US broadcaster iHeartMedia has published its financial results for Q2 2022 (ended June 30).
Overall revenue in Q2 edged up 11% year-over-year to $954 million, in line with the group’s forecast of between a 10% and 14% revenue growth.
The figure, however, was slightly down from the average estimate of $955.9 million by seven analysts, according to Yahoo Finance.
Net income came in at $14.4 million, versus a net loss of $32.3 million in the year-ago period (see below).
Diluted earnings per share for the three-month period ended June 30 was $0.10, versus a loss per share of $0.22 last year.
The Q2 diluted EPS surpassed the $0.08 consensus estimate of eight analysts surveyed by Yahoo Finance.
That is despite the company recording a 14% increase in consolidated direct operating expenses to $365.4 million due to higher variable content costs, including profit sharing expenses, third-party digital costs, and production costs as local and national live events resumed.
The development signaled iHeartMedia’s continued recovery from the impact of the COVID-19 pandemic in 2020 when the company swung to a loss of $197.3 million in Q2 as revenues tanked 46.6% due to lower revenue from broadcasts, networks, sponsorship and events and audio and media services.
At the time, iHeartMedia’s digital segment was the only unit to record increased revenue as podcasting thrived when people were cooped up in their homes in the early days of the pandemic.
“We feel the increased relative size of our digital and podcasting businesses has fundamentally changed the makeup of the company, and it puts us in a stronger and more resilient position than we’ve ever been in to weather any advertising downturns.”
Bob Pittman, iHeartMedia
Most recently, the company’s podcast segment continues to grab a bigger share of the company’s revenue and income. Sales from podcasts surged 60.4% year over year in Q2 to $86 million, pushing the company’s overall digital audio group revenue up 28% to $253 million.
“We feel the increased relative size of our digital and podcasting businesses has fundamentally changed the makeup of the company, and it puts us in a stronger and more resilient position than we’ve ever been in to weather any advertising downturns,” iHeartMedia CEO Bob Pittman told analysts at an earnings call.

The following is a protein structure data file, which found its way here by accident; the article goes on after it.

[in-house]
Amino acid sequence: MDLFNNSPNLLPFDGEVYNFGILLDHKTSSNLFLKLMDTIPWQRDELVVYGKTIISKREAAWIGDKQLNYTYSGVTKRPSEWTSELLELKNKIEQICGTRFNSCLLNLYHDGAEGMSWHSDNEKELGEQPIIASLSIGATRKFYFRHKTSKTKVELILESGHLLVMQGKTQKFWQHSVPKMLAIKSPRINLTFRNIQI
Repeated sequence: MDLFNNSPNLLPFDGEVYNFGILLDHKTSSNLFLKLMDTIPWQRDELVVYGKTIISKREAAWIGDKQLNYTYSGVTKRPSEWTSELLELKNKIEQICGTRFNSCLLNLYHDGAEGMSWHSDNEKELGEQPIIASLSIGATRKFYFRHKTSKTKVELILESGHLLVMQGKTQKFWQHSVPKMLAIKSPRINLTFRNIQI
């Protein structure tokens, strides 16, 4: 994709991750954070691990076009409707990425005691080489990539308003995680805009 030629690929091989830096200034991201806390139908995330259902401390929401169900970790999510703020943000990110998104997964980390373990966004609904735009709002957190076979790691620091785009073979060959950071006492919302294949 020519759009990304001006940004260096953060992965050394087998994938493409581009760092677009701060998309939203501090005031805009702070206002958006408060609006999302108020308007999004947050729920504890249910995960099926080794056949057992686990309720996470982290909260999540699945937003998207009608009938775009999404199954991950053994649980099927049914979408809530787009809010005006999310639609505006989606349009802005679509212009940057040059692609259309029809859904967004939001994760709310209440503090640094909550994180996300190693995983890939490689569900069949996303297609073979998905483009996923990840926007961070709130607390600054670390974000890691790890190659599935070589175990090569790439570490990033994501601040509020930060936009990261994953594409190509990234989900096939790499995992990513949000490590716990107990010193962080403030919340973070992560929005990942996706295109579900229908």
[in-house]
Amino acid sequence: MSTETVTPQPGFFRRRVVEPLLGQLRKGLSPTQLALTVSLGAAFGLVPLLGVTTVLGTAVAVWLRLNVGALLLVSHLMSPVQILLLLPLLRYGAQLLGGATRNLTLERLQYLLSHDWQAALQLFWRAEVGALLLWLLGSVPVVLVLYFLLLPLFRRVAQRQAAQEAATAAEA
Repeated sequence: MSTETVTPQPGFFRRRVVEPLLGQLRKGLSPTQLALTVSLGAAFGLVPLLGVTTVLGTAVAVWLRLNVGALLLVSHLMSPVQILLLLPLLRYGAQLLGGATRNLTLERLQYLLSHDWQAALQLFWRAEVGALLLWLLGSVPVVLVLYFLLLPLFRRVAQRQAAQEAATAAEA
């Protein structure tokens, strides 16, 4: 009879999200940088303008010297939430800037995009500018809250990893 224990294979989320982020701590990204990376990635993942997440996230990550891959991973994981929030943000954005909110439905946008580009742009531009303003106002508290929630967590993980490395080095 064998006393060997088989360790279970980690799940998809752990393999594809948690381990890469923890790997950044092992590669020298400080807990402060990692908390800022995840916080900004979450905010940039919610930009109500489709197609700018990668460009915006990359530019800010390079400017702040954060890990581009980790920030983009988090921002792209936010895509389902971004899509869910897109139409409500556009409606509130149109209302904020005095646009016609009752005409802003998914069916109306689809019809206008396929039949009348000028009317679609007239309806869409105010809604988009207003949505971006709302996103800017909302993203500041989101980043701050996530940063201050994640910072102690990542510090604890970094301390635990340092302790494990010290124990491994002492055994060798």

Back in the first quarter of 2020, digital revenues only made up 12% of the group’s revenues. The share of the unit expanded to 26% to date, with podcasting now representing almost 10% of the group’s overall revenues, Pittman revealed during the call.
However, the pace of increase in podcast revenue in Q2 slowed from the 152% jump in Q2 2021 and the 103% increase in Q2 2020 when podcasts boomed, suggesting a moderation in consumption amid the easing of pandemic restrictions and the normalization of social activities.
A survey by research firm Morning Consult last year found that 22% of consumer said they listed to podcasts more than usual during the pandemic.
“I expect when people go back to work, our social content might need to go up at different times if people aren’t constantly online anymore… Right now, people are listening to podcasts whenever then can, but we expect when people start going back to a commute, those numbers will fluctuate more throughout the day,” Jessica Cordova Kramer, co-founder and Chief Executive of women-run podcast network Lemonada Media, was quoted by Morning Consult as saying in April 2021.
For iHeartMedia, the company attributes its dominance in the podcast market to its strategy to build or partner with creators in building podcasts instead of buying content creators, as well as its broadcast radio assets that are able to reach 90% of US consumers, deputy CFO Mike McGuinness said during the company’s earnings call on Sunday (August 7).
“We believe we will continue to take share in this growing marketplace,” McGuinness added.
Data from podcast rankings provider Podtrac released August 4 showed that iHeartRadio remained the No. podcast publisher in the US in July with 29.5 million unique monthly audience and 678 active shows. The platform continued to beat Wondery, NPR, the New York Times and NBC News.
iHeartRadio expects the increased size of its digital and podcasting businesses to put the company in a stronger position in weathering any advertising downturns, Pittman said.
The executive acknowledged the “softness” in advertising in the first half of the year. Pittman said iHeartMedia started the year with the expectation that 2022 would be a robust advertising year. However, the unfolding of macro events including Russia’s invasion of Ukraine and associated effects have added uncertainty to the advertising marketplace, Pittman added.Music Business Worldwide